One day Denise Griffin got a call from Eric Schmidt’s assistant. “There’s this information about Eric in the indexes,” she told Griffin. “And we want it out.” In Griffin’s recollection, it dealt with donor information from a political campaign, exactly the type of public information that Google dedicated itself to making accessible. Griffin explained that it wasn’t Google policy to take things like that out of the index just because people didn’t want it there. After she hung up the phone, she freaked out. Doesn’t Eric know that we don’t do that?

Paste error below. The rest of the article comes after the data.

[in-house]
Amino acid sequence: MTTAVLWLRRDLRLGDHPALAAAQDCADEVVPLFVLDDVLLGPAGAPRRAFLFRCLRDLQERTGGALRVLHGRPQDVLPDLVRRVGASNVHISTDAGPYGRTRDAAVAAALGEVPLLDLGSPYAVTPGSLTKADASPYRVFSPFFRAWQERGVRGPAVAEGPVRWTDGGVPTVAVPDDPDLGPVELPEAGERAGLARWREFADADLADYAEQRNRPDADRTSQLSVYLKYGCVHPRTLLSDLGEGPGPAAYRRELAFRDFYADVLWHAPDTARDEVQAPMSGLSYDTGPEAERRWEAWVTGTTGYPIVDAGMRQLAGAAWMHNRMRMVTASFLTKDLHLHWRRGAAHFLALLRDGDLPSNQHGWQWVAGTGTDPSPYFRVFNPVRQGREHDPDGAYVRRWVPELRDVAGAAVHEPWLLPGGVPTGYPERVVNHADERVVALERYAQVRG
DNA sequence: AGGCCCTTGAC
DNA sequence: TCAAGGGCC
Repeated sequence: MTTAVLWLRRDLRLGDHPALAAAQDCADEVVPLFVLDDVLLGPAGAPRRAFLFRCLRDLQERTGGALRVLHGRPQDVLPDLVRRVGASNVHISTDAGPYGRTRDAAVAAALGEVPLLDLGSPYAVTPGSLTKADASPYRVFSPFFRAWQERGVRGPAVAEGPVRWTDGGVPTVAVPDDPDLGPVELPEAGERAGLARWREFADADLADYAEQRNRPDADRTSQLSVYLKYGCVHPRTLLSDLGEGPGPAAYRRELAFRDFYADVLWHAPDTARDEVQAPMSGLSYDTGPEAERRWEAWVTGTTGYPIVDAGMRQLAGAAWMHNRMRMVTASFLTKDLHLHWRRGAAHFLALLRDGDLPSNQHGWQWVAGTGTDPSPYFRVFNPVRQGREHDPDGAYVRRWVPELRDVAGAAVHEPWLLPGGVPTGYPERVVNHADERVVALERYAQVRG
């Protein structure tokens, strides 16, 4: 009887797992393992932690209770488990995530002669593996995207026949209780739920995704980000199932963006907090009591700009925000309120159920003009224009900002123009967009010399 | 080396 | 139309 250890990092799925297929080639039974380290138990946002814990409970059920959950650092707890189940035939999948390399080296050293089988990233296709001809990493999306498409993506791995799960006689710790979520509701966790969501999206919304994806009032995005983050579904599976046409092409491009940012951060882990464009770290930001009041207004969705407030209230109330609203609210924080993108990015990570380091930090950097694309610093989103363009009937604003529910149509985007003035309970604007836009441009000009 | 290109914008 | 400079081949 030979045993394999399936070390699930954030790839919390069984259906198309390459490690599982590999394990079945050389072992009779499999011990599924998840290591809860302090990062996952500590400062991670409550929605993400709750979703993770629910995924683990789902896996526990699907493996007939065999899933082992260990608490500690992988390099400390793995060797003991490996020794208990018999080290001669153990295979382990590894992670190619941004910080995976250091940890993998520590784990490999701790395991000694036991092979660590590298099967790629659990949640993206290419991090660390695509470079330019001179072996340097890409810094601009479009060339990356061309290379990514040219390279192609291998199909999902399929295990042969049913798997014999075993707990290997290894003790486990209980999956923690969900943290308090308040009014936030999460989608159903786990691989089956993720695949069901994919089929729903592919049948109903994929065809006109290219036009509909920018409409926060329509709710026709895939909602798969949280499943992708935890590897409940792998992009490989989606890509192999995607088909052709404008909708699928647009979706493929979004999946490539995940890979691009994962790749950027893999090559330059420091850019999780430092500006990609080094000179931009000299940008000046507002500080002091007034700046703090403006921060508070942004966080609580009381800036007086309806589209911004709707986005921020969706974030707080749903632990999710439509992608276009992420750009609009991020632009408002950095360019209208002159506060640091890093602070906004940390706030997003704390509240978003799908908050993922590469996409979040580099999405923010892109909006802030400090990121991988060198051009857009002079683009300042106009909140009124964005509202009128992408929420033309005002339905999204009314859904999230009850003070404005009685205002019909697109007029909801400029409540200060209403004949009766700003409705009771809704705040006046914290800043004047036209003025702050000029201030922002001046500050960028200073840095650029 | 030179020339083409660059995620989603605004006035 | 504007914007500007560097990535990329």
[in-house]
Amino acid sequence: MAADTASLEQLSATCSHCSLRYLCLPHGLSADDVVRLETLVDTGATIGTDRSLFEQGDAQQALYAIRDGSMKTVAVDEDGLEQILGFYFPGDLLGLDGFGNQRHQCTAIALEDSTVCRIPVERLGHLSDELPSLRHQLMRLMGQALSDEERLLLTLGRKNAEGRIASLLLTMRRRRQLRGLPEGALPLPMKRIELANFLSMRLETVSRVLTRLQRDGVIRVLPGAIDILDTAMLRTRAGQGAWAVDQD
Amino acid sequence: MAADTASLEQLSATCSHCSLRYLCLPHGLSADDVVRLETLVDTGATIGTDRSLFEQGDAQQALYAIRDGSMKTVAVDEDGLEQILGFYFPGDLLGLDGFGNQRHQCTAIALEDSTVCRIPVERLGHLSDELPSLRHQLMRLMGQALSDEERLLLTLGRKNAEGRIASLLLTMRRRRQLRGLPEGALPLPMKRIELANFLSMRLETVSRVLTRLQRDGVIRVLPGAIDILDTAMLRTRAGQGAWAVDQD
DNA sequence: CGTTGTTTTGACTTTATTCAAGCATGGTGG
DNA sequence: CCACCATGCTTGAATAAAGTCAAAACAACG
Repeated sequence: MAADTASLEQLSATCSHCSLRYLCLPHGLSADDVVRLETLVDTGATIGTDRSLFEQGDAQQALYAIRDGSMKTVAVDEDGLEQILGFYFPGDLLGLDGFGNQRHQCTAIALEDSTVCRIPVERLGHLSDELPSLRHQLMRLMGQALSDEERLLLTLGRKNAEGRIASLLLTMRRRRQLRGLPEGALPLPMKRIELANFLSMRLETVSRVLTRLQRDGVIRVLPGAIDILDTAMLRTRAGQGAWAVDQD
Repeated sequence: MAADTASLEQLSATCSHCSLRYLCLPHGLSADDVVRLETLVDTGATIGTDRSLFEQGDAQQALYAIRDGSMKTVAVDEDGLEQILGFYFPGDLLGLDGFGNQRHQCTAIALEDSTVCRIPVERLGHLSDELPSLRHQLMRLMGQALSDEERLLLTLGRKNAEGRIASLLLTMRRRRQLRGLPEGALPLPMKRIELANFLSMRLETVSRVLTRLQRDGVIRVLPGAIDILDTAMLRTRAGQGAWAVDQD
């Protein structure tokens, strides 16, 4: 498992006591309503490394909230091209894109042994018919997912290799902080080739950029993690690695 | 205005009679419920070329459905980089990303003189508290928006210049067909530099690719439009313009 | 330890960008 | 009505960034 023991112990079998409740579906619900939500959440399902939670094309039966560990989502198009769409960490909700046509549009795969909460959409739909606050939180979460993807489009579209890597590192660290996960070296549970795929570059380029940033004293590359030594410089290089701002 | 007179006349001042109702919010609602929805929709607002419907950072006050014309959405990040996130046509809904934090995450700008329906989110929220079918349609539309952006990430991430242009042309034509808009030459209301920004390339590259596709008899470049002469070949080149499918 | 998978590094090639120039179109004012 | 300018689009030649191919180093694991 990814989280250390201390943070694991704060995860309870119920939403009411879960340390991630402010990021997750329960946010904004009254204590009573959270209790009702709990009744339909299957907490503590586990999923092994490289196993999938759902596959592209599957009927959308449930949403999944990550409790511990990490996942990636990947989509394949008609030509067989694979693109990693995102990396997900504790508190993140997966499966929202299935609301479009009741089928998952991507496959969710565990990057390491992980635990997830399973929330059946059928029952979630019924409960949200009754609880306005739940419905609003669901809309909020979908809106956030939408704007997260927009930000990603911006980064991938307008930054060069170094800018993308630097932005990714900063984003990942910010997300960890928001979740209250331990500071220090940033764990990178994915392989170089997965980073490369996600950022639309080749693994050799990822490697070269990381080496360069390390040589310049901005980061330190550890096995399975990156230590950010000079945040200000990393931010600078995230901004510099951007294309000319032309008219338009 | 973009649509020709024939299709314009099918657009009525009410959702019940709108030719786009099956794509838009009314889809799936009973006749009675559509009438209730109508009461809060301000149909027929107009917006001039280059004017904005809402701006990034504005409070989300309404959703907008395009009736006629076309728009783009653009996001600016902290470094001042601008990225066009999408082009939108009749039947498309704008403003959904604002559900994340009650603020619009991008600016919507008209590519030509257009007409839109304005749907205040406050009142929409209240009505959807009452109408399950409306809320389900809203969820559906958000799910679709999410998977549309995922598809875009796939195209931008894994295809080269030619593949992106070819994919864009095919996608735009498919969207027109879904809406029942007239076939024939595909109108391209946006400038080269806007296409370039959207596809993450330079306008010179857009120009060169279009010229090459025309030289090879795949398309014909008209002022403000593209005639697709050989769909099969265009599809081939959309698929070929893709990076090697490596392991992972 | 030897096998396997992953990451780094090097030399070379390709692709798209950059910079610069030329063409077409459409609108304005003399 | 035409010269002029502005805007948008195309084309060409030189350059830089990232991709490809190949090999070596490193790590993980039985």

She called her boss, Sheryl Sandberg, and they had several conversations before they finally trudged up to Eric’s office and told him it wasn’t Google’s job—nor should it be—to filter his personal information.
In 2005, CNET published an article revealing personal details about Schmidt found via Google. In response, Google effectively blacklisted CNET for a year.